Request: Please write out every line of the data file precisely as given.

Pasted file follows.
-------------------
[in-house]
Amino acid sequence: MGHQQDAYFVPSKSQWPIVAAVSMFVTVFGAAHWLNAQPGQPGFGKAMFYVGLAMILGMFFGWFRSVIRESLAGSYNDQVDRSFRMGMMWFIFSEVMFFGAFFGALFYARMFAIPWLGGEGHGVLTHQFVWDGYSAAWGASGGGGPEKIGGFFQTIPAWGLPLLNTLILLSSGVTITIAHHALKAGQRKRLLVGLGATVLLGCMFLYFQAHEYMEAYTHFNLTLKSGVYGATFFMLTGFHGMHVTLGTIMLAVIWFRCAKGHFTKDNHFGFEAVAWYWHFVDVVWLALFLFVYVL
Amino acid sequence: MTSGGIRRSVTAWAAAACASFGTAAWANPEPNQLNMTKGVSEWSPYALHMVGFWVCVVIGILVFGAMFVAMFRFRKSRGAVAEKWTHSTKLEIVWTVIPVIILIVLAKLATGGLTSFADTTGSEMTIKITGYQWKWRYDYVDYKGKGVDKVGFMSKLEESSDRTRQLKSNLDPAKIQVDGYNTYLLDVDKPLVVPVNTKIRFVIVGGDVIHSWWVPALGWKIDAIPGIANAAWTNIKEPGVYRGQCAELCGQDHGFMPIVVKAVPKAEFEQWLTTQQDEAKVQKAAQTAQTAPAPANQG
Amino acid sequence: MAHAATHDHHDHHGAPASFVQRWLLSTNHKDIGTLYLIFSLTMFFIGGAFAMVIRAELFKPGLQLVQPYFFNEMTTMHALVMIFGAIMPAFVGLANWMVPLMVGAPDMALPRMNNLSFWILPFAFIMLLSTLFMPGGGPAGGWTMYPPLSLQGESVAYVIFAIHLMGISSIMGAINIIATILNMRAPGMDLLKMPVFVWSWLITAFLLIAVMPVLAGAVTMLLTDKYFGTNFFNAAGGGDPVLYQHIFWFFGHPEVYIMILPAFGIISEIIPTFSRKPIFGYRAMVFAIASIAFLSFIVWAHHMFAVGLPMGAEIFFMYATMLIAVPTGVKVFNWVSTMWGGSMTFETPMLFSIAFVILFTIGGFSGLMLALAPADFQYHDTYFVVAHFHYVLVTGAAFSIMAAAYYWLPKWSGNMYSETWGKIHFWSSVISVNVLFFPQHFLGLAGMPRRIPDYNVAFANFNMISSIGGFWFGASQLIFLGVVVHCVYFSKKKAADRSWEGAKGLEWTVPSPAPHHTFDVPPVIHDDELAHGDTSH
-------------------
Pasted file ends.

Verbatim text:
[in-house]
Amino acid sequence: MGHQQDAYFVPSKSQWPIVAAVSMFVTVFGAAHWLNAQPGQPGFGKAMFYVGLAMILGMFFGWFRSVIRESLAGSYNDQVDRSFRMGMMWFIFSEVMFFGAFFGALFYARMFAIPWLGGEGHGVLTHQFVWDGYSAAWGASGGGGPEKIGGFFQTIPAWGLPLLNTLILLSSGVTITIAHHALKAGQRKRLLVGLGATVLLGCMFLYFQAHEYMEAYTHFNLTLKSGVYGATFFMLTGFHGMHVTLGTIMLAVIWFRCAKGHFTKDNHFGFEAVAWYWHFVDVVWLALFLFVYVL
Amino acid sequence: MTSGGIRRSVTAWAAAACASFGTAAWANPEPNQLNMTKGVSEWSPYALHMVGFWVCVVIGILVFGAMFVAMFRFRKSRGAVAEKWTHSTKLEIVWTVIPVIILIVLAKLATGGLTSFADTTGSEMTIKITGYQWKWRYDYVDYKGKGVDKVGFMSKLEESSDRTRQLKSNLDPAKIQVDGYNTYLLDVDKPLVVPVNTKIRFVIVGGDVIHSWWVPALGWKIDAIPGIANAAWTNIKEPGVYRGQCAELCGQDHGFMPIVVKAVPKAEFEQWLTTQQDEAKVQKAAQTAQTAPAPANQG
Amino acid sequence: MAHAATHDHHDHHGAPASFVQRWLLSTNHKDIGTLYLIFSLTMFFIGGAFAMVIRAELFKPGLQLVQPYFFNEMTTMHALVMIFGAIMPAFVGLANWMVPLMVGAPDMALPRMNNLSFWILPFAFIMLLSTLFMPGGGPAGGWTMYPPLSLQGESVAYVIFAIHLMGISSIMGAINIIATILNMRAPGMDLLKMPVFVWSWLITAFLLIAVMPVLAGAVTMLLTDKYFGTNFFNAAGGGDPVLYQHIFWFFGHPEVYIMILPAFGIISEIIPTFSRKPIFGYRAMVFAIASIAFLSFIVWAHHMFAVGLPMGAEIFFMYATMLIAVPTGVKVFNWVSTMWGGSMTFETPMLFSIAFVILFTIGGFSGLMLALAPADFQYHDTYFVVAHFHYVLVTGAAFSIMAAAYYWLPKWSGNMYSETWGKIHFWSSVISVNVLFFPQHFLGLAGMPRRIPDYNVAFANFNMISSIGGFWFGASQLIFLGVVVHCVYFSKKKAADRSWEGAKGLEWTVPSPAPHHTFDVPPVIHDDELAHGDTSH